Use Sass 3.3 Maps to Make On-the-Fly Color Guides!

November 15, 2013

Last month, I wrote a little article about the new Sass 3.3 feature @root. That was a lot of fun to explore — and now I want to focus on another sweet feature in Sass 3.3 — MAPS!


To do this, we must first install Sass 3.3:

 gem install sass --pre 

Then, we mark up our HTML:

<ul class="color-list">
    <li class="color-box brick-red"></li>
    <li class="color-box strawberry"></li>
    <li class="color-box deep-orange"></li>
    <li class="color-box tangerine"></li>
    <li class="color-box gold"></li>
    <li class="color-box sunshine"></li>
    <li class="color-box grass-green"></li>
    <li class="color-box lime"></li>
    <li class="color-box funky-purple"></li>
    <li class="color-box clay"></li>

I’m using the class “color-box” as a uniform style for each of the colors in my Styleguide, and then classing them with the actual name of the color. We’ll get to the why of it later, but it’s important to keep some consistency in this step.

Now, I style the “color-box” however I want (in this case, I give it a defined size and display: inline-block) etc. etc.. I also give color-box:before and color-box:after a display: block to increase their legibility (in a moment, we’ll get to the good stuff and you’ll see why).

This is where the magic happens (.scss)!

$colors: (
    brick-red: #89231a,
    strawberry: #be1e2d,
    deep-orange: #b94126,
    tangerine: #f16521,
    gold: #eeaf21,
    sunshine: #ffdd17,
    grass-green: #4a893f,
    lime: #8cc63e,
    grape-juice: #452e8b,
    funky-purple: #7e3f98,
    clay: #3b2314,

Woah! Look at that Sass Map action! $colors is my map, and it contains a comma-separated list of keys and values ($color: $bgcolor) which I can reference in the each loop. I’m basically going through each key ($color), which is the name of the color (i.e. brick-red), and grabbing it’s $bgcolor hex code (i.e. #89231a). I have access to both elements!

Now, let’s make that baby loop (.scss):

@each $color, $bgcolor in $colors {
    .color-box.#{$color} {
        @include contrasted($bgcolor);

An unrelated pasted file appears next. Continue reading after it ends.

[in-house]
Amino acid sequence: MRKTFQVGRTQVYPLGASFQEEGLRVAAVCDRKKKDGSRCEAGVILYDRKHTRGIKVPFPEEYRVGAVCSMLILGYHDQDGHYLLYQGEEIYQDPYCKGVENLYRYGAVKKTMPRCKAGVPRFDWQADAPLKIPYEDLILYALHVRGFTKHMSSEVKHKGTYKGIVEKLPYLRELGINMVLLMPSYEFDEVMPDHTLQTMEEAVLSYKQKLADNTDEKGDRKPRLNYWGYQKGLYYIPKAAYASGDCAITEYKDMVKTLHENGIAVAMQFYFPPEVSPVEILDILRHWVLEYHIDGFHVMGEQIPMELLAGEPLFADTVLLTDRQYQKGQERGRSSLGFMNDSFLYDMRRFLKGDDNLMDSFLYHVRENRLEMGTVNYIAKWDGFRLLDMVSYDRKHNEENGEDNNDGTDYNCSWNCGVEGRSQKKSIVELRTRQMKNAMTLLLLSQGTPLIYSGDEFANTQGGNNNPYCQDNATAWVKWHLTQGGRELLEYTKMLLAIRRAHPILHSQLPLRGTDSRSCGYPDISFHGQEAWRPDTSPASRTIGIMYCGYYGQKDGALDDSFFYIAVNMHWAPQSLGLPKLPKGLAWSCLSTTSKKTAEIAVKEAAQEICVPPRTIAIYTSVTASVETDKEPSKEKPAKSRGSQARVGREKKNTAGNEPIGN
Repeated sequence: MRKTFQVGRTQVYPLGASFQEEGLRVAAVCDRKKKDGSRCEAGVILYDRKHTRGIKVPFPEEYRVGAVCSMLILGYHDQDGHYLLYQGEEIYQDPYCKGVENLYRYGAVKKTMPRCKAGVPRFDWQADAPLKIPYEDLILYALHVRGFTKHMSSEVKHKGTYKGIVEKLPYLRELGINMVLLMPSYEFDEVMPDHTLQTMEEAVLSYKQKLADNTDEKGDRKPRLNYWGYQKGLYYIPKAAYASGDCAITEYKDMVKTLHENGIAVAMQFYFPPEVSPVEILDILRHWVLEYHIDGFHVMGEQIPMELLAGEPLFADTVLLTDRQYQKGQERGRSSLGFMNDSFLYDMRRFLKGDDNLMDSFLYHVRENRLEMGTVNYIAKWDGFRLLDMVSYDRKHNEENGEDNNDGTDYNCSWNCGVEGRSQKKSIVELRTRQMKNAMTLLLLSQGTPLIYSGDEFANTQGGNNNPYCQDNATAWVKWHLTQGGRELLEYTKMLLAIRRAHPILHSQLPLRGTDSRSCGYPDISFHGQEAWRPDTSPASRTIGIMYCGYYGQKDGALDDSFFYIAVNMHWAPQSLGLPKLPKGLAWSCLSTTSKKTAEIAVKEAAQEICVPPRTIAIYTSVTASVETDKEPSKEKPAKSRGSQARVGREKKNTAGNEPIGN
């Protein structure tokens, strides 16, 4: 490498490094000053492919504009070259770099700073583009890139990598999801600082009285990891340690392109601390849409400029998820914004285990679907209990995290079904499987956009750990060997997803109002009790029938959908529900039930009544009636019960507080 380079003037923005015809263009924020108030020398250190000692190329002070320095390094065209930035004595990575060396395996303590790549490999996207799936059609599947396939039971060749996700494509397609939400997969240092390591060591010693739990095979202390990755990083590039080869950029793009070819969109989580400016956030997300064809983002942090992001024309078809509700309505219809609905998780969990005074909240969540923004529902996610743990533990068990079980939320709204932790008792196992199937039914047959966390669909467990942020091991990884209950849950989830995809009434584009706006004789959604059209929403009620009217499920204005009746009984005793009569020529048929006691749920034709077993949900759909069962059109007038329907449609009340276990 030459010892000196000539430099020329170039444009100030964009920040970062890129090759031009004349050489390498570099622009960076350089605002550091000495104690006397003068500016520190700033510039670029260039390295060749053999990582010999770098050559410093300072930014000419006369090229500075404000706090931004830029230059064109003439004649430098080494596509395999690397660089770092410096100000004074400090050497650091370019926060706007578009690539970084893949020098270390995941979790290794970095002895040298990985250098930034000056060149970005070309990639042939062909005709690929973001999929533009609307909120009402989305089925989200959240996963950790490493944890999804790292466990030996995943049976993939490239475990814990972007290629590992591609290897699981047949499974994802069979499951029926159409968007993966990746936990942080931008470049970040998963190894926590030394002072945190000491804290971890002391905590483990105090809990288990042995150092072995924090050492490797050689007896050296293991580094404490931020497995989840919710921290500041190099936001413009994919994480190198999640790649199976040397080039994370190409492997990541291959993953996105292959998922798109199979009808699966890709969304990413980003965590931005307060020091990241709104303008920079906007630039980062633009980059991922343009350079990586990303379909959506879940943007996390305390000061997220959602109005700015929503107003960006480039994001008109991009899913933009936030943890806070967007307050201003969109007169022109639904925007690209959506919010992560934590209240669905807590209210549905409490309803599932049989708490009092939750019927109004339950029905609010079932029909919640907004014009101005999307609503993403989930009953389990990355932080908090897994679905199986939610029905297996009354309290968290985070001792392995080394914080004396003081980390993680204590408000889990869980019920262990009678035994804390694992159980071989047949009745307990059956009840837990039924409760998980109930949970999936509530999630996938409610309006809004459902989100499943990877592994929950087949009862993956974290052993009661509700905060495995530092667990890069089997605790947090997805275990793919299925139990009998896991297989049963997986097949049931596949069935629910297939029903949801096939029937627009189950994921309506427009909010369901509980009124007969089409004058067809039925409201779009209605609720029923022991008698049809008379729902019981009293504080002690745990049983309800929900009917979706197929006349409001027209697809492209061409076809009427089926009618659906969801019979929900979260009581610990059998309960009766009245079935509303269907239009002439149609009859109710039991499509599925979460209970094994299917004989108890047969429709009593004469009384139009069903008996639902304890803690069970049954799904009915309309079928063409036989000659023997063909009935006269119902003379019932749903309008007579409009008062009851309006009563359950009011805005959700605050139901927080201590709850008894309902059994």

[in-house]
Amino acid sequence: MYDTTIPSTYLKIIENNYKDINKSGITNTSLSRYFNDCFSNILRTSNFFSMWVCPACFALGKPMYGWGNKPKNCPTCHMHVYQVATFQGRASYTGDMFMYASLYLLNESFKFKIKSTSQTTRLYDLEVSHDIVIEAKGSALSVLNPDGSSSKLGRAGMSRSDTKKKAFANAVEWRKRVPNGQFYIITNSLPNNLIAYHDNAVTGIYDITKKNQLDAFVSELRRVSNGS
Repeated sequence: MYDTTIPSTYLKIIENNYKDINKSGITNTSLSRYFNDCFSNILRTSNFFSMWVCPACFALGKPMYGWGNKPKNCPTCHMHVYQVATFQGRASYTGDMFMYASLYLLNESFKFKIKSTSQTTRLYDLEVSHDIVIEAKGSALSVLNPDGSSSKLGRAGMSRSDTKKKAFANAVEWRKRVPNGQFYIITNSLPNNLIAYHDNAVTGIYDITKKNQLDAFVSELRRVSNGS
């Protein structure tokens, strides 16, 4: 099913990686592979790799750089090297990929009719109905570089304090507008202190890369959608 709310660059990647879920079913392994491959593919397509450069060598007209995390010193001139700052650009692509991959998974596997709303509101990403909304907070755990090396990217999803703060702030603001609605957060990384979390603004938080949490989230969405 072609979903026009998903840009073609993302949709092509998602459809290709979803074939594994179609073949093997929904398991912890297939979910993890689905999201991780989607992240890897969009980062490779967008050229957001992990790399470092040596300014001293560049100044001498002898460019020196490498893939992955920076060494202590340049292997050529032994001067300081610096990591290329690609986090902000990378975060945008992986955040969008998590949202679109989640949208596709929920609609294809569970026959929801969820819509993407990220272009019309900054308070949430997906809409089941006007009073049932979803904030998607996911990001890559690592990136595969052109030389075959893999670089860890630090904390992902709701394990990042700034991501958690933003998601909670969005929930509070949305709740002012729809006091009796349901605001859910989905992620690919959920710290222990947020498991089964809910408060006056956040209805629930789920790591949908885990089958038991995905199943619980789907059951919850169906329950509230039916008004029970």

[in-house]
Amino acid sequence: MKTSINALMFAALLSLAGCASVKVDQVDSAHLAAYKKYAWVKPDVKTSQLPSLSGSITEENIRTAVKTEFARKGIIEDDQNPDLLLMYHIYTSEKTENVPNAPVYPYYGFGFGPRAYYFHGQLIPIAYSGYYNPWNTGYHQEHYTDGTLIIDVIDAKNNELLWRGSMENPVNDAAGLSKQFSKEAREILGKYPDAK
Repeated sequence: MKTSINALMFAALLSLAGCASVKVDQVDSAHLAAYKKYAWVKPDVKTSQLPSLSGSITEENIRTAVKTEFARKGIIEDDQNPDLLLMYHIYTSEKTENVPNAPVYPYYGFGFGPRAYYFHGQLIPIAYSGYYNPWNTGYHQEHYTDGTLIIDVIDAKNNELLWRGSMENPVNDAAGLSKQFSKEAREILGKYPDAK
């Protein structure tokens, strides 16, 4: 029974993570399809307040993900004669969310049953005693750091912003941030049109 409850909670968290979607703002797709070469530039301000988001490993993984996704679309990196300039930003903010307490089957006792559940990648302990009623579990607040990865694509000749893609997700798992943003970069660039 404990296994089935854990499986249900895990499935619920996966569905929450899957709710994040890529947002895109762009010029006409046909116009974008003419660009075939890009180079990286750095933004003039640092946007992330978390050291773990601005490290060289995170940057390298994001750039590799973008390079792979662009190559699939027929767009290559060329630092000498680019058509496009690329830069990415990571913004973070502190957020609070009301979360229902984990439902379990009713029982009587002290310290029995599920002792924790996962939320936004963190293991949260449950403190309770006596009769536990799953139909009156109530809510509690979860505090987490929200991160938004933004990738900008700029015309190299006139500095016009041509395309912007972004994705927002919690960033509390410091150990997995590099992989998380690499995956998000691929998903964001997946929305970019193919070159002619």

&:before {
            content: '$#{$color}';
        &:after {
            content: '#{$bgcolor}';

Here’s where markup is important: I’m using $color to create the class. You can see this int he 2nd line of the each loop: .color-box.#{$color}. In each of these divs, I then use the Compass contrasted feature, which you can read more about here to set the background color — AND FONT COLOR AT THE SAME TIME! (sorry, I think it’s just such a cool Compass feature)

Then, I use pseudo elements (:before and :after) to read the $color (name) and $bgcolor (hex code) associated with it. So, .color-box:before will have the color’s name inserted into the content (prepended by a ‘$’ to optionally display it like a variable), and .color-box:after contains the hex value ($bgcolor). This is what you get:

CSS Output for one iteration of the loop (one color):

.color-box.strawberry {
  background-color: #be1e2d;
  color: white;
.color-box.strawberry:before {
  content: "$strawberry";
.color-box.strawberry:after {
  content: "#be1e2d";

For further reading, there’s a great example with nesting maps on the Sass 3.3 Changelog and another example of how you can use them in this great article by Jason Garber. Mehdi Kabab also created this pen showing how you can alternatively do all of the above with nested Sass lists instead of maps! Pretty cool :)

TL;DR: Live Demo in Sassmeister